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Open-File Report 2008–1293

Water-Quality Data for Pharmaceuticals and Other Organic Wastewater Contaminants in Ground Water and in Untreated Drinking Water Sources in the United States, 2000–01

By Kimberlee K. Barnes, Dana W. Kolpin, Michael J. Focazio, Edward T. Furlong, Michael T. Meyer, Steven D. Zaugg, Sheridan K. Haack, Larry B. Barber, and E. Michael Thurman

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Abstract

This report presents water-quality data from two nationwide studies on the occurrence and distribution of organic wastewater contaminants. These data are part of the continuing effort of the U.S. Geological Survey Toxic Substances Hydrology Program to collect baseline information on the environmental occurrence of pharmaceuticals and other organic wastewater contaminants.

In 2000, samples were collected from 47 ambient ground-water sites (not drinking-water wells) in 18 states and analyzed for 65 organic wastewater contaminants. In the summer of 2001, samples were collected from 74 sources of raw, untreated, drinking water in 25 states and Puerto Rico and analyzed for 100 organic wastewater contaminants. These sources comprise 25 ground-water and 49 surface-water sources of drinking water serving populations ranging from one family to more than 8 million people. Site selection for both studies focused on areas known or suspected to contain sources of animal and/or human wastewater.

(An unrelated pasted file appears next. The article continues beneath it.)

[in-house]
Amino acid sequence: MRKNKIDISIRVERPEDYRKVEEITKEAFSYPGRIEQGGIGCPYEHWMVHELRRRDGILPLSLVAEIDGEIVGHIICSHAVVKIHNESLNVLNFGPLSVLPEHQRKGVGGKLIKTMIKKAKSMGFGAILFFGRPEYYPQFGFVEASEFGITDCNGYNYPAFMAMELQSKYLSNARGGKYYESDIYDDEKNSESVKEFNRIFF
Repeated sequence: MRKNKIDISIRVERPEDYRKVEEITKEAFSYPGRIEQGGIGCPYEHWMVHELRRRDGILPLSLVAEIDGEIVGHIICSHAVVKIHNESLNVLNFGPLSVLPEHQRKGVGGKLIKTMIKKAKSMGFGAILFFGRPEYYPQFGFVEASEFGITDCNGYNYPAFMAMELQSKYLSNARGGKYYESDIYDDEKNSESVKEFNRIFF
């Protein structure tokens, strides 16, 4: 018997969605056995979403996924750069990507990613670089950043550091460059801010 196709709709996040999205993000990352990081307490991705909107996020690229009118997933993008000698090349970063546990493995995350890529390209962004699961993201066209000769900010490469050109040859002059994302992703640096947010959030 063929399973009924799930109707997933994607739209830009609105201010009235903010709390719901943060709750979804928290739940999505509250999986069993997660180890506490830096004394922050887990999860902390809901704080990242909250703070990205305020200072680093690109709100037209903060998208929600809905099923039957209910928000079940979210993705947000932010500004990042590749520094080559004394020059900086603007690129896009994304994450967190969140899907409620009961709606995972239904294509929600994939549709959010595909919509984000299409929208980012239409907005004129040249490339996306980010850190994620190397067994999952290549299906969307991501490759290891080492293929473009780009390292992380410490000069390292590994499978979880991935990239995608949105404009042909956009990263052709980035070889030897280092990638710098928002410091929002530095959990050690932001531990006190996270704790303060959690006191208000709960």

The five most frequently detected compounds in samples collected from ambient ground-water sites are N,N-diethyltoluamide (35 percent, insect repellant), bisphenol A (30 percent, plastic- and epoxy-manufacturing ingredient), tri(2-chloroethy) phosphate (30 percent, fire retardant), sulfamethoxazole (23 percent, veterinary and human antibiotic), and 4-octylphenol monoethoxylate (19 percent, detergent metabolite). The five most frequently detected organic wastewater contaminants in samples of untreated drinking water from surface-water sources are cholesterol (59 percent, natural sterol), metolachlor (53 percent, herbicide), cotinine (51 percent, nicotine metabolite), Β -sitosterol (37 percent, natural plant sterol), and 1,7-dimethylxanthine (27 percent, caffeine metabolite). The five most frequently detected organic wastewater contaminants in samples of untreated drinking water from ground-water sources are tetrachloroethylene (24 percent, solvent), carbamazepine (20 percent, pharmaceutical), bisphenol A (20 percent, plastic- and epoxy-manufacturing ingredient), 1,7-dimethylxanthine (16 percent, caffeine metabolite), and tri(2-chloroethyl) phosphate (12 percent, fire retardant).

Version 1.0

Posted September 2008

For additional information contact:
Director, USGS Iowa Water Science Center
P.O. Box 1230
Iowa City, IA 52244
(319) 337–4191
(319) 358-3606 Fax

Or visit the Iowa Water Science Center Web site at:
http://ia.water.usgs.gov

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Suggested citation:

Barnes, K.K., Kolpin, D.W., Focazio, M.J., Furlong, E.T., Meyer, M.T., Zaugg, S.D., Haack, S.K., Barber, L.B., and Thurman, E.M., 2008, Water-quality data for pharmaceuticals and other organic wastewater contaminants in ground water and in untreated drinking water sources in the United States, 2000–01: U.S. Geological Survey Open-File Report 2008–1293, 7 p. plus tables.



Contents

Abstract

Introduction

Analytical Methods

Occurrence of Pharmaceuticals and Organic Wastewater Contaminants

Acknowledgments

References Cited


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